There was a clear difference of opinion between the candidates running for office as the Southern Standard and WCPI held a political forum Thursday night.
With early voting starting Wednesday and continuing until Nov. 1, the intensity level was raised with the election soon to hang in the balance.
There was a spirited debate between state Rep. Judd Matheny and challenger Scott Price as they fight for the seat Matheny currently holds in the 47th District.
Janice Bowling and Jim Lewis disagreed on several key issues, including gay marriage and a state income tax, as they squared off to fight for an open Senate seat in the 16th District.
State Rep. Charles Curtiss and U.S. House hopeful Eric Stewart did not have their opponents participate.
Stewart took the opportunity of the open stage to blast Congressman Scott DesJarlais for not debating him.
“Do not accuse me of not knowing what I’m talking about on the issues when you have such disrespect for the people of this district that you won’t even come here and sit on a stage and talk about the issues that you truly believe in,” said Stewart.
The debate between Bowling and Lewis had its moment with both candidates laying out arguments to support their views. Bowling is against a state income tax and against gay marriage and she questioned Lewis about his stance on marriage.
“I want everybody to have the constitutional privileges that our constitution allows them to have,” said Lewis. “I want folks to be happy. I want them to be left alone. The fact some people of the same sex want to get married doesn’t bother me because it doesn’t affect my marriage to my wife and I don’t see it as being an important issue.”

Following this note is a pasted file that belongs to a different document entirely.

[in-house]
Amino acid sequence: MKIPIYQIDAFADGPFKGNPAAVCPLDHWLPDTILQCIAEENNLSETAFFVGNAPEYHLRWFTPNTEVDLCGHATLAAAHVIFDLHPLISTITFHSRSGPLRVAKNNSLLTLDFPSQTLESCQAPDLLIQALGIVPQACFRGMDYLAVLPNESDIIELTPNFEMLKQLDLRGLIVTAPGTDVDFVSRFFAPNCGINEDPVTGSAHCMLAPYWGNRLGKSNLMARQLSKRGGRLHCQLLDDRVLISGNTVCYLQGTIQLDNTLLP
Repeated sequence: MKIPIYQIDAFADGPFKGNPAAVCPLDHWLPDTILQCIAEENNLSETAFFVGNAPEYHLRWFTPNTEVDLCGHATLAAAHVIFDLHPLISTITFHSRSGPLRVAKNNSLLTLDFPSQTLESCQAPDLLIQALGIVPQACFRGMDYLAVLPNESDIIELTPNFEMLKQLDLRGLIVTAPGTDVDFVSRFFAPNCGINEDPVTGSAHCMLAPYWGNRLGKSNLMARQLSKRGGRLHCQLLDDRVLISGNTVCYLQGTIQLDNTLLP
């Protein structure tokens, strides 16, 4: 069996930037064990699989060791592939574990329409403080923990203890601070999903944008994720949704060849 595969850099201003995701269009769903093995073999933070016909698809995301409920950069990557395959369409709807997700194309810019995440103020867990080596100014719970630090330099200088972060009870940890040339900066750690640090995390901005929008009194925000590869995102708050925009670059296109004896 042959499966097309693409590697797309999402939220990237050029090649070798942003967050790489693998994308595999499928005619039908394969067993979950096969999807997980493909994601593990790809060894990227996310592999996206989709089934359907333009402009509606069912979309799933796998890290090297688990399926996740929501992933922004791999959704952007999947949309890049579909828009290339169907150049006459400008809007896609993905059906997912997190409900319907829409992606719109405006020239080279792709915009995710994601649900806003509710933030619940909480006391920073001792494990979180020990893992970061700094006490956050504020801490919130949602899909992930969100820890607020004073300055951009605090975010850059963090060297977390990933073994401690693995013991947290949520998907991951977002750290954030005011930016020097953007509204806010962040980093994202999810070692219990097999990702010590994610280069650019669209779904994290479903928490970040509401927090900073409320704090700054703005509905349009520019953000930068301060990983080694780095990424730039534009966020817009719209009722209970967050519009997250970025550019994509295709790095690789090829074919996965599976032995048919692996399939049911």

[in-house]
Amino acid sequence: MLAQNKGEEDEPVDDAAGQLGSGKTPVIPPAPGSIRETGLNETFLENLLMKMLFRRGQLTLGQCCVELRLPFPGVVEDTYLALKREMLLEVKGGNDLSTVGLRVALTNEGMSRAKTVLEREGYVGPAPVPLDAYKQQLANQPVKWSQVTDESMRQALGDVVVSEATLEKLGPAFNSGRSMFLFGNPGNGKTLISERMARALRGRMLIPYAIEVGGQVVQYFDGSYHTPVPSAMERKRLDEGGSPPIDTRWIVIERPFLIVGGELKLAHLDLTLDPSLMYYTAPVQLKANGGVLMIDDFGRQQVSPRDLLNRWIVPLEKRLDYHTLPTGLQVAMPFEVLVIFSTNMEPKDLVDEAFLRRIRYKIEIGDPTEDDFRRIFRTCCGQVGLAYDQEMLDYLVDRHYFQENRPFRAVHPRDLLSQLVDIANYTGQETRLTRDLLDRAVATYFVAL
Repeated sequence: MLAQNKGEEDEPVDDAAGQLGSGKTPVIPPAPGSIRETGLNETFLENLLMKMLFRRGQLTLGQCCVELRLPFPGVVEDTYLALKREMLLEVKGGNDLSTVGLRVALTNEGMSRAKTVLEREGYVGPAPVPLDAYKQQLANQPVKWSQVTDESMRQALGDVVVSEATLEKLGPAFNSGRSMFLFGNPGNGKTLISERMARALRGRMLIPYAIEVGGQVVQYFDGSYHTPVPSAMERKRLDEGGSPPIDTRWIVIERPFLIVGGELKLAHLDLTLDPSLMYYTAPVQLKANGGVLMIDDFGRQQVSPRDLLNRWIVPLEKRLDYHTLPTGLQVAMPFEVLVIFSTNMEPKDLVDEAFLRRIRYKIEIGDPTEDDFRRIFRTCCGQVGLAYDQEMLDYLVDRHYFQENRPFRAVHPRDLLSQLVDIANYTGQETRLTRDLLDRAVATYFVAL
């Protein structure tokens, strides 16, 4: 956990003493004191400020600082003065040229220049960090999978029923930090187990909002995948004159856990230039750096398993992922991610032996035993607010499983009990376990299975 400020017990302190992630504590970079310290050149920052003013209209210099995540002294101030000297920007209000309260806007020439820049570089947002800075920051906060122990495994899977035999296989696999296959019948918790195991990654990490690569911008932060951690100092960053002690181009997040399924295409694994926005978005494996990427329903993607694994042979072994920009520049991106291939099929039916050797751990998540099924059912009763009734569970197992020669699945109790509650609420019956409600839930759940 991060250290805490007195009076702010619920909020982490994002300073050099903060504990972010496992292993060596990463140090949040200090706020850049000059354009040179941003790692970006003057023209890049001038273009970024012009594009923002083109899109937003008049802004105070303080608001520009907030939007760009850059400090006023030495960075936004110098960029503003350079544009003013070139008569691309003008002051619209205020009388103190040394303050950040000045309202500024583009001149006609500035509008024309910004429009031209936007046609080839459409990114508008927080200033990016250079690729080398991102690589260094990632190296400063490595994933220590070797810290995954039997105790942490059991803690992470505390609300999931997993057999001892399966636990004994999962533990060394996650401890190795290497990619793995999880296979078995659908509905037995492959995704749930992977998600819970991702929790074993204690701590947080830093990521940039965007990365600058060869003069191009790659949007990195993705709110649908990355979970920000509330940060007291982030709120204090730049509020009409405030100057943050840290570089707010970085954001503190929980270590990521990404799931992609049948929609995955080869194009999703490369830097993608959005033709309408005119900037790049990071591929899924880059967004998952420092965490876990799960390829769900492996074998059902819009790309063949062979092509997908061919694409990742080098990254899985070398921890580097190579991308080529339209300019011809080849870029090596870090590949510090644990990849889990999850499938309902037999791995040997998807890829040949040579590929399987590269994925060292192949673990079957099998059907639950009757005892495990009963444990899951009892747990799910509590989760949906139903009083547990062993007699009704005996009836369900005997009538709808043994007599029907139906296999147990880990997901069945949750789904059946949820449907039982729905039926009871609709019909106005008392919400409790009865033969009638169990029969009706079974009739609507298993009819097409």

Lewis asked Bowling why she was alienating some voters, in his opinion, by supporting the state’s photo ID law.
“I believe the photo ID is an excellent way to protect the integrity of the vote,” said Bowling. “People say no, you are disenfranchising, but I have talked to the administrators of election and I’ve talked to people on election commissions and there are provisions that can be made. We want to make sure the people who vote are alive. They are not convicted felons and they are legal residents of the state of Tennessee.”
Lewis said the most important issue facing Tennesseans, in his view, is affordable health care.
“I’ve been a pharmacist for 42 years. I deal with health care every single day of my life. I know some of the problems. I see some of the tragic circumstances that happen and I hear the stories constantly of people who have been knocked off TennCare, or who have lost their insurance. Occasionally in private business, like in health care, we find private business fails us miserably. When that occurs, I think it’s the perfect time for your government to serve the people and step in and make health care available to every person in the United States. No one should go bankrupt because they get sick.”
Bowling emphasized the need for everyone to do their part to help make Tennessee a better place for future generations.
“I am struck about what people are saying about their concerns for their children and their grandchildren. Good government is not a spectator sport. It takes each one of us doing what we have the ability to do to make certain we present to our children and grandchildren the same freedoms and opportunities that our parents and grandparents presented to us. What people very are concerned about this election cycle is protecting the values, the value of respecting life and I am pro life. The value of protecting traditional families. God instituted marriage between man and woman. And I’m also pro gun, pro education, pro jobs.”
In the other races, comments from Charles Curtiss in his bid for re-election, and Eric Stewart in his fight for Congress will be published in Wednesday’s edition. The debate between Judd Matheny and Scott Price will also be covered in that edition.